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Subject: Re: [boost] [context] mini-review comments
From: Jeffrey Lee Hellrung, Jr. (jeffrey.hellrung_at_[hidden])
Date: 2012-01-13 03:25:35

On Thu, Jan 12, 2012 at 11:14 PM, Oliver Kowalke <oliver.kowalke_at_[hidden]>wrote:

> Hello Jeff,
> thx for your review
> > How do you store the function and function arguments passed to the
> > context constructor?
> the function arguments are bound with the function to a functor using
> boost::bind(). This functor is stored inside context_object class (derived
> from context_base (both in sub-namespace detail).

Ummm, okay, which begs the question: where does this context_object object

> > I couldn't find it in the documentation, and whatever the answer, seems
> > like something that should be mentioned.
> Hmm - it is an implementation detail. Should I document it in the
> 'Rational' section?

Well, it seems like you need to dynamically allocate *something*, and
whether this is through operator new, the stack allocator (probably
preferable...?), or something else, I think it should be documented


> > Given that void pointers are used to communicate between contexts,
> > I almost would've expected the context constructor to simply take
> > a void (*)( void*) argument and context::start to take a void*
> > argument which would be passed to the function pointer.
> > Can you elaborate on the rationale for the low-level interface for
> > communicating between contexts while still providing a relatively
> > high level interface for specifying the context function?
> With context::start you enter the context-function. The arguemnts for the
> context-fn are taken by the ctor of context.
> context::resume and context::suspend have a void* arg because it is used
> to transfer data between context jumps.

Okay. In other words: you can type-erase the context function quite easily,
since you use the pimpl idiom anyway. On the other hand, type-erasing the
data transferred between contexts would necessitate, e.g., boost::any, and
hence a potentially unnecessary dynamic allocation and (maybe) dynamic

context ctx;
> void f( int i) {
> ...
> char * x = "abc";
> void * vp = ctx.suspend( x);
> double * d = static_cast< double >( vp);

Of course, you mean double* here, right? (If this is an actual example from
the library, be sure to change it!)

> ...
> }
> ctx = context( f, 1);
> void * vp = ctx.start();
> char * x = static_cast< char * >( vp);
> double d = 2.01;
> ctx.resume( & d);
> the cotnext-fn 'f()' is passed to contexts ctor with the integer arg '1'.
> ctx.start() starts the context == enter f() with argument i == 1.
> ctx.suspend() suspends execution of context-fn f() so we return from
> ctx.start() and transfers x == 'abc' as return arg of ctx.start().
> ctx.resume() re-enters context-fn f() and the return value of
> ctx.suspend() is a pointer to the double withvalue 2.01.
> > The documentation for the stack allocator concept doesn't completely
> > define the semantics of the size parameter of
> > stack_allocator::allocate/deallocate. I presume it is the stack size in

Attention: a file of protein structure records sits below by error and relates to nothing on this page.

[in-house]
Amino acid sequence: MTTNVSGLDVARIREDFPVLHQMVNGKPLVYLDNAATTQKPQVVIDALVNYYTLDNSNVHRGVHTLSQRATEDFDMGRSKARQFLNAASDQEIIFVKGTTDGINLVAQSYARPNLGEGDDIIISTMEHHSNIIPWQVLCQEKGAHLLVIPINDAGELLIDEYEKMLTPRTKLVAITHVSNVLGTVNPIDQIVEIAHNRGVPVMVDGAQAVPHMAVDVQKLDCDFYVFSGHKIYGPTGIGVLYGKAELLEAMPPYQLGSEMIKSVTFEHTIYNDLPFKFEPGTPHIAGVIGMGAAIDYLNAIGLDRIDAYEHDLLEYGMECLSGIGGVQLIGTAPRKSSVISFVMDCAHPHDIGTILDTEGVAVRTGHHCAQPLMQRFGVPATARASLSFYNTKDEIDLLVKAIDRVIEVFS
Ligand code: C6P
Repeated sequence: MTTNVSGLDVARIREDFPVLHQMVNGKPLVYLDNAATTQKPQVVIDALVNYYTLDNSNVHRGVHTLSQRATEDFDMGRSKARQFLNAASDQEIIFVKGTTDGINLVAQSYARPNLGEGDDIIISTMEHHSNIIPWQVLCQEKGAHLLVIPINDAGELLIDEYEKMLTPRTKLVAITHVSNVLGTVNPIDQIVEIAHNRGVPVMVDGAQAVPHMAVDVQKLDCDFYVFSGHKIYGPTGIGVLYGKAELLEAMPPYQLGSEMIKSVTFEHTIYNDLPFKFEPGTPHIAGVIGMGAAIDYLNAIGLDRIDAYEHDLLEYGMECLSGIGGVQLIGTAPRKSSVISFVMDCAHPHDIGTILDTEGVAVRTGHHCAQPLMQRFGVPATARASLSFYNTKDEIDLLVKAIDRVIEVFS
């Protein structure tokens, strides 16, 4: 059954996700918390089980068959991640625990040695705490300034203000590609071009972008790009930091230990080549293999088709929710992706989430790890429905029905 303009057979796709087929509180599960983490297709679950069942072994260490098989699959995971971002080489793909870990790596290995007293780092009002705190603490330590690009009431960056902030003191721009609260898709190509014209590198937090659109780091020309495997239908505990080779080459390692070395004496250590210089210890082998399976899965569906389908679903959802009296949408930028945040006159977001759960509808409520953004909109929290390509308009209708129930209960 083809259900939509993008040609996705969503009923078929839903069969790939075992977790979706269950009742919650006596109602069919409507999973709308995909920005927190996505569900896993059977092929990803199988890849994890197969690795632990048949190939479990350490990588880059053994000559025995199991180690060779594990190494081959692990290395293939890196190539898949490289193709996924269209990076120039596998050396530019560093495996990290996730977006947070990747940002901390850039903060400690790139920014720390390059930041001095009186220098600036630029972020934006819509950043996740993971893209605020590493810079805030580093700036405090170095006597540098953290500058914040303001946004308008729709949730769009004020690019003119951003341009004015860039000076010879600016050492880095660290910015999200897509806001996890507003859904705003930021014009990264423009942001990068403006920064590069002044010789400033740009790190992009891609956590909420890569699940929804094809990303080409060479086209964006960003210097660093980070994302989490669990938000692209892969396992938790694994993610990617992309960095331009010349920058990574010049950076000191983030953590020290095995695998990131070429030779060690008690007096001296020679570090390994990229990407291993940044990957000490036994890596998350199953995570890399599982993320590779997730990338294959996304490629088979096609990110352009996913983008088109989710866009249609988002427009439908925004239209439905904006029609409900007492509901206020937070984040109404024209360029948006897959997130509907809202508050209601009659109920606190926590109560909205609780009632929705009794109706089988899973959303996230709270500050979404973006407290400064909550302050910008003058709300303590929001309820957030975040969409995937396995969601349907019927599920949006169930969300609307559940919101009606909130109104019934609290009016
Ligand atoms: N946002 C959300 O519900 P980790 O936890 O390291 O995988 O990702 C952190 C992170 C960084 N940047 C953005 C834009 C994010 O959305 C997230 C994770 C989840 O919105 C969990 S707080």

> > bytes, but that should be explicit in the documentation. And I presume
> > allocate is only required to return a pointer to *at least* size bytes of
> > free memory.
> yes
> > Also, you don't mention alignment requirements; what are
> > they?
> the stack will be aligned automatically by boost.context - the user has
> not to worry about it.

I'm not sure who you mean by the "user". Just to be clear: I'm asking, what
are the alignment requirements of the void* returned by allocate within the
stack allocator concept? For those who want to create their own custom
stack allocator.

> I'm somewhat surprised default_stacksize() always returns 256*1024. I
> > think
> > it might be safer to make this implementation-defined, but some minimum
> > size (as with everything else in C++...).
> which value should be choosen for default_stacksize()? The operating
> system doesn't define it (but minimum/maximum stacksize is defined) - it is
> a heuristic value.

Let's be clear, I'm not challenging your choice of the default stack size;
of course it's heuristic. What I'm pointing out is what I perceive to be an
over-specification of the interface. I don't think it's a good idea to
guarantee (as much as one is able to, anyway) a one-size-fits-all default
stack size for all present and future platforms for all time and across all
dimensions and parallel universes. For the same reason that C++ doesn't
define an int as a specific number of bits. It seems preferable to make it
"implementation defined" and, perhaps, note its value on some common
platforms. Does that make sense?

That aside, can you provide some rationale for the specific choice of 256
kB? It seems rather...arbitrary, that's all. Indeed, I would've expected
the default stack size to be somehow related to the platform word size
(sizeof( void* ), maybe?).

> Just a nitpick on member variable names.
> > boost_fcontext_stack::ss_base/ss_limit: what does "ss" mean?
> names base and limit are inspired by MS Windows Fiber API.

Hmmm...okay. That doesn't exactly answer my question, though :/

- Jeff

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